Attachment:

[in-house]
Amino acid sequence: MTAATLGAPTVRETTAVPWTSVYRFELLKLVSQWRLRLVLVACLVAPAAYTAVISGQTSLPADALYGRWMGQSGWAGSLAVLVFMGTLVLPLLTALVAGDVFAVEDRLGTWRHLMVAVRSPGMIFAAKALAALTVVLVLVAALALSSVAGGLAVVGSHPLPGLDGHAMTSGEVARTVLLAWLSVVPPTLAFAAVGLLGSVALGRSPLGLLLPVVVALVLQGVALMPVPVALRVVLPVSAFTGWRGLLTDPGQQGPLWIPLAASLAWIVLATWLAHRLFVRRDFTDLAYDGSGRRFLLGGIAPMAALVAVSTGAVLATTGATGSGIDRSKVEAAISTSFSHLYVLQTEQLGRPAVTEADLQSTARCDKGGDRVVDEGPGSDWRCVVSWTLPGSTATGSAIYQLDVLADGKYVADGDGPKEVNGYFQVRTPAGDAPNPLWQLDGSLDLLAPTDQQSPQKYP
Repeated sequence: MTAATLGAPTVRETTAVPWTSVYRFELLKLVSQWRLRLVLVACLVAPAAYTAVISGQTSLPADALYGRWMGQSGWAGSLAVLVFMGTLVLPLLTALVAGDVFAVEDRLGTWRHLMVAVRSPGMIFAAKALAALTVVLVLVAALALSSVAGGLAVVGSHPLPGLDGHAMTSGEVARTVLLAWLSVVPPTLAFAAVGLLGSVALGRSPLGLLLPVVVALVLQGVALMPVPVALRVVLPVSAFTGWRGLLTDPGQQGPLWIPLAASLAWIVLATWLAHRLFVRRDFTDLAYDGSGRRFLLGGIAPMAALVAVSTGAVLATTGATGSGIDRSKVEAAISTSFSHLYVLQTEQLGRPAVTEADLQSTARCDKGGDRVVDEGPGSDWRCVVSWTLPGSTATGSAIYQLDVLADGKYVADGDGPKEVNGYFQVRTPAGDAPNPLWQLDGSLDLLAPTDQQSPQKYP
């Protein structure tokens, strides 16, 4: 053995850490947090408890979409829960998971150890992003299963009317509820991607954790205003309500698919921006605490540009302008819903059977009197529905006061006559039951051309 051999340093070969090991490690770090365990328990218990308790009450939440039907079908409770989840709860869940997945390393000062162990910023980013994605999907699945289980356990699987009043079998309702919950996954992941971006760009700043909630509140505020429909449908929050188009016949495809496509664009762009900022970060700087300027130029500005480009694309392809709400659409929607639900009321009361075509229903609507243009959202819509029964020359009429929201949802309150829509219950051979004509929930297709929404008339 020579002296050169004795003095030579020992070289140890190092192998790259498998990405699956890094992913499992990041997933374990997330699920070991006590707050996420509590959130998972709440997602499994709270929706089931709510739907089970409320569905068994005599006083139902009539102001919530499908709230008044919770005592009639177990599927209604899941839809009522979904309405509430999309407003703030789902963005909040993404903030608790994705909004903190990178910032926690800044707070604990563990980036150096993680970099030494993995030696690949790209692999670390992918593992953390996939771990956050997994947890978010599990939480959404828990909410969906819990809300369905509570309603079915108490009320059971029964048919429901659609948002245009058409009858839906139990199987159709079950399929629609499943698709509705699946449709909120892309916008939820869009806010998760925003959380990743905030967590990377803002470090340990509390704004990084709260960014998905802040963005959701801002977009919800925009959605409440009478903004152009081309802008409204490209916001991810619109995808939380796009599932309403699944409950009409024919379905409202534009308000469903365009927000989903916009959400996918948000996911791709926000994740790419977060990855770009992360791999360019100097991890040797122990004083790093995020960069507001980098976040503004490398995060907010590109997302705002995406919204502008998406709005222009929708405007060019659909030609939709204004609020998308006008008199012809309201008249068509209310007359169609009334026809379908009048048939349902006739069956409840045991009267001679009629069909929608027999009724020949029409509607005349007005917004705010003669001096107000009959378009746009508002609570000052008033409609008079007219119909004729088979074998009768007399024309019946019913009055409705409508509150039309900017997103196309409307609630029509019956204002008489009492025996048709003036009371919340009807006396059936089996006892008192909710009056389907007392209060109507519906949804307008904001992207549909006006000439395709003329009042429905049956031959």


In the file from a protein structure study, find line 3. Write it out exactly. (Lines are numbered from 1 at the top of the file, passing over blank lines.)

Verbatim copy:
Repeated sequence: MTAATLGAPTVRETTAVPWTSVYRFELLKLVSQWRLRLVLVACLVAPAAYTAVISGQTSLPADALYGRWMGQSGWAGSLAVLVFMGTLVLPLLTALVAGDVFAVEDRLGTWRHLMVAVRSPGMIFAAKALAALTVVLVLVAALALSSVAGGLAVVGSHPLPGLDGHAMTSGEVARTVLLAWLSVVPPTLAFAAVGLLGSVALGRSPLGLLLPVVVALVLQGVALMPVPVALRVVLPVSAFTGWRGLLTDPGQQGPLWIPLAASLAWIVLATWLAHRLFVRRDFTDLAYDGSGRRFLLGGIAPMAALVAVSTGAVLATTGATGSGIDRSKVEAAISTSFSHLYVLQTEQLGRPAVTEADLQSTARCDKGGDRVVDEGPGSDWRCVVSWTLPGSTATGSAIYQLDVLADGKYVADGDGPKEVNGYFQVRTPAGDAPNPLWQLDGSLDLLAPTDQQSPQKYP